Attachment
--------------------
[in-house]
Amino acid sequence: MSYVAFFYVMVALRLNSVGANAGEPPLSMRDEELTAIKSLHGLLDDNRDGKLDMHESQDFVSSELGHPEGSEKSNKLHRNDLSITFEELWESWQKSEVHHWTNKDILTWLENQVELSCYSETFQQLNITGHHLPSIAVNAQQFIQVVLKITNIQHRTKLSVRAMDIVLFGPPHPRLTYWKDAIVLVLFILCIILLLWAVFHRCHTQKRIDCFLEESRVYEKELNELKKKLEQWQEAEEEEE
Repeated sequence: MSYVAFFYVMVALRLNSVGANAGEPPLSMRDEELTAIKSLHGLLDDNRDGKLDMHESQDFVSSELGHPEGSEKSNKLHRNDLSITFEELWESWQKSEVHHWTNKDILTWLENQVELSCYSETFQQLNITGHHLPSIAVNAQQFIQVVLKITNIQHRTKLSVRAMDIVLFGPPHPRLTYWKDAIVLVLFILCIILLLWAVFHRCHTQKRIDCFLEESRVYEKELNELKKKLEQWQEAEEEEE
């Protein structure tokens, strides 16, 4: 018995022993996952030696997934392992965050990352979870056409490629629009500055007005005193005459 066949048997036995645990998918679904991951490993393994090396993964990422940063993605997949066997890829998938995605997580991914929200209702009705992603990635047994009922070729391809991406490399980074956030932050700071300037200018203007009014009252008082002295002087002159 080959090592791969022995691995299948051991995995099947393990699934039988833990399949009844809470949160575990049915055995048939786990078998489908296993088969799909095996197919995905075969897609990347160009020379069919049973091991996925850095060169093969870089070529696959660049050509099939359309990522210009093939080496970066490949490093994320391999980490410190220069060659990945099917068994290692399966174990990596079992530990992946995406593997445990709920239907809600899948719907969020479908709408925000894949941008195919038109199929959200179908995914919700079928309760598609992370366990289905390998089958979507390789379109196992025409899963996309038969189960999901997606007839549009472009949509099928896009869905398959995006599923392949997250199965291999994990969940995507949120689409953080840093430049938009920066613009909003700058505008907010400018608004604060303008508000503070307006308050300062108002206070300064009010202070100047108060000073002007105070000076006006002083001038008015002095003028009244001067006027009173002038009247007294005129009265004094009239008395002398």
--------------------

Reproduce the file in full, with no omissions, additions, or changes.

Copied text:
[in-house]
Amino acid sequence: MSYVAFFYVMVALRLNSVGANAGEPPLSMRDEELTAIKSLHGLLDDNRDGKLDMHESQDFVSSELGHPEGSEKSNKLHRNDLSITFEELWESWQKSEVHHWTNKDILTWLENQVELSCYSETFQQLNITGHHLPSIAVNAQQFIQVVLKITNIQHRTKLSVRAMDIVLFGPPHPRLTYWKDAIVLVLFILCIILLLWAVFHRCHTQKRIDCFLEESRVYEKELNELKKKLEQWQEAEEEEE
Repeated sequence: MSYVAFFYVMVALRLNSVGANAGEPPLSMRDEELTAIKSLHGLLDDNRDGKLDMHESQDFVSSELGHPEGSEKSNKLHRNDLSITFEELWESWQKSEVHHWTNKDILTWLENQVELSCYSETFQQLNITGHHLPSIAVNAQQFIQVVLKITNIQHRTKLSVRAMDIVLFGPPHPRLTYWKDAIVLVLFILCIILLLWAVFHRCHTQKRIDCFLEESRVYEKELNELKKKLEQWQEAEEEEE
């Protein structure tokens, strides 16, 4: 018995022993996952030696997934392992965050990352979870056409490629629009500055007005005193005459 066949048997036995645990998918679904991951490993393994090396993964990422940063993605997949066997890829998938995605997580991914929200209702009705992603990635047994009922070729391809991406490399980074956030932050700071300037200018203007009014009252008082002295002087002159 080959090592791969022995691995299948051991995995099947393990699934039988833990399949009844809470949160575990049915055995048939786990078998489908296993088969799909095996197919995905075969897609990347160009020379069919049973091991996925850095060169093969870089070529696959660049050509099939359309990522210009093939080496970066490949490093994320391999980490410190220069060659990945099917068994290692399966174990990596079992530990992946995406593997445990709920239907809600899948719907969020479908709408925000894949941008195919038109199929959200179908995914919700079928309760598609992370366990289905390998089958979507390789379109196992025409899963996309038969189960999901997606007839549009472009949509099928896009869905398959995006599923392949997250199965291999994990969940995507949120689409953080840093430049938009920066613009909003700058505008907010400018608004604060303008508000503070307006308050300062108002206070300064009010202070100047108060000073002007105070000076006006002083001038008015002095003028009244001067006027009173002038009247007294005129009265004094009239008395002398």